Ryan Frankel and Kunal Sarda, two Wharton Business school graduates, pitch VerbalizeIt – their innovative smart phone app that connects travelers with live translators all over the globe. The “techtrepreneurs” met at Wharton and realized the need for such a service after sharing horror stories about not being able to communicate while traveling overseas. They also realized the need for real human translators, not a voice recognition algorithm. Subtleties like dialect, accents, and regional slang can trip up computer translators, so they built a network of people to deliver the service and used the app as an aggregation center for the service. VerbalizeIt ensures “language is never a barrier in any conversation.”
VerbalizeIt Tank Recap
Ryan Frankel and Kunal Sarda hope to land an investment of $250,000 in return for 15% of the company. They demonstrate by having a model translate their initial pitch, showing how the app connects users to a live translator, who communicates through the speakerphone feature, directly with the native speaker.
The Sharks are impressed with the pair's Wharton background, but they want more information. Kevin O'Leary wants to know about the business model, and how it works. The entrepreneurs have 2,000 multilingual translators, and claim to be able to connect the customer with a translator in 15 seconds.
The app is free to download, and costs between 50 cents and $1.00 a minute to use. They claim a 70% margin, and have had sales of $10,000 in two weeks. Mark Cuban doesn't believe that it's possible to get high-quality translators who can speak business-ese, at the current pay rate of $7-$15 an hour.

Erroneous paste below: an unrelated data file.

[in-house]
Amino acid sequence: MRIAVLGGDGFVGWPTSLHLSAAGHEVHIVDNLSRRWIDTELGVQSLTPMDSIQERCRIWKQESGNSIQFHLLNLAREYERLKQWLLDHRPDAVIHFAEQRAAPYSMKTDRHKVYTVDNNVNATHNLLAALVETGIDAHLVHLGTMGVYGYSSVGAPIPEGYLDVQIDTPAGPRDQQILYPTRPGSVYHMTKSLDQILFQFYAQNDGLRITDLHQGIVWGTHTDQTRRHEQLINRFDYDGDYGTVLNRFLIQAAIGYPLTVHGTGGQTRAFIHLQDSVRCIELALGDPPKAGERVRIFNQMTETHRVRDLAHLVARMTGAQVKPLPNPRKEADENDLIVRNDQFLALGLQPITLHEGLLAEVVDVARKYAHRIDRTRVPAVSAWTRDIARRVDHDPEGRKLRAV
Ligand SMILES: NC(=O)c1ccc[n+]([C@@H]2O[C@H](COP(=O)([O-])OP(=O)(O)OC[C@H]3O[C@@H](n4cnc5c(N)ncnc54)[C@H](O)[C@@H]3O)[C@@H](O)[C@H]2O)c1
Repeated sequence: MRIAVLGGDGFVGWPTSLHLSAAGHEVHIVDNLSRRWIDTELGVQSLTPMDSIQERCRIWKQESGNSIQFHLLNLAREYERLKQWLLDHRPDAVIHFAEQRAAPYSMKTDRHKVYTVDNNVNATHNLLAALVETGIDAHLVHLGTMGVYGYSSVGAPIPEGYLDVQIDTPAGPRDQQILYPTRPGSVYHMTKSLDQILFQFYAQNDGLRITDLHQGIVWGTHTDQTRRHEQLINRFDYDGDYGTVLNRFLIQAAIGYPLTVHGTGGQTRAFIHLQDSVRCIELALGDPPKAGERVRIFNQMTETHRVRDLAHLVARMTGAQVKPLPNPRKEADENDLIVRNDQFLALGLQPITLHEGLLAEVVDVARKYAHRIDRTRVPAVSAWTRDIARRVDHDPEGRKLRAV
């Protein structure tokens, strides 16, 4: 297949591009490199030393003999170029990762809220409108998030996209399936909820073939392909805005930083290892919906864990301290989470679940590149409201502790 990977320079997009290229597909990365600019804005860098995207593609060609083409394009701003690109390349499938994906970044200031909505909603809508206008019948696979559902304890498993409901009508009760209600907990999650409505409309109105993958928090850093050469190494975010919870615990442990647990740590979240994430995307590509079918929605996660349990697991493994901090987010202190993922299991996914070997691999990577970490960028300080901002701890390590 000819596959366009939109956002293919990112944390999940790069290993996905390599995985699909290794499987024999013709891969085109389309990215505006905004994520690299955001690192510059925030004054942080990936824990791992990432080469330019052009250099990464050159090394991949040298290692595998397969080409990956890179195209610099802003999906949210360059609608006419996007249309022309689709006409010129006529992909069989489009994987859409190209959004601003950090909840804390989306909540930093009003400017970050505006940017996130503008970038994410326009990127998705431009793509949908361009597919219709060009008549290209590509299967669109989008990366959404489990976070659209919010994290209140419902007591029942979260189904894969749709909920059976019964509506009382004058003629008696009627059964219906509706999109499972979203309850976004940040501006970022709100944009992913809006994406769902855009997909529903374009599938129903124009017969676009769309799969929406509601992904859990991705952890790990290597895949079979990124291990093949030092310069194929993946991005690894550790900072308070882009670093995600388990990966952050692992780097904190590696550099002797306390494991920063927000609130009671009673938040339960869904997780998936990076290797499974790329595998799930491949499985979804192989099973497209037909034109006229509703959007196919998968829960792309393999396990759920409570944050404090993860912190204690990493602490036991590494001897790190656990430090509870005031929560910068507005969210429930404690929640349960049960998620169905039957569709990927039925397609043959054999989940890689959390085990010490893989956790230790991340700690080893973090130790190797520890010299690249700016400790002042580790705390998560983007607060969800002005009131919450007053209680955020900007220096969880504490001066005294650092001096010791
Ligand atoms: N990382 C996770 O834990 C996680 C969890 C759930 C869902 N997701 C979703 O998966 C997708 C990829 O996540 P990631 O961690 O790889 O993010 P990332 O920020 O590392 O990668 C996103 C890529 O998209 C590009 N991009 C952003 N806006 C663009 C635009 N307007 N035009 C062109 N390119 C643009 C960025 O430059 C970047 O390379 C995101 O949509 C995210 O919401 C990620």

The pair has a contract with Skype, but without an exclusivity deal, Barbara Corcoran goes out.
Daymond John believes the tech-minded Sharks will fight amongst themselves for the deal. He's out.
Mark Cuban makes an offer, for $250,000 for 25%, take it or leave it. The pair would like to hear other offers, so Cuban threatens to drop out. Kevin O'Leary jumps in with an offer of $250,000 for 20%. Robert Herjavec matches Cuban's offer of $250,000 for 25%, telling the pair “I think you're smart guys. I think you'll pick the right partner.”
With three offers on the table, the pair request a moment to talk things over. They ask if Cuban and Herjavec will improve their offers to beat O'Leary's. The Sharks stand firm, and the pair go with Kevin O'Leary's deal.
VerbalizeIt Shark Tank Update
The surprise move of accepting O'Leary's offer didn't pan out. The entrepreneurs ultimately rejected Mr. Wonderful's terms, and sought outside funding- which they received. Today, VerbalizeIt has expanded their offerings to document translation as well as video, website content, and app translation. Taking Mark Cuban's rather sharply-worded advice, the pair shifted the focus of the company toward business-to-business applications, away from an individual consumer-based model. Since then, the company has taken off, and the pair are enjoying translating their business into a healthy bank balance.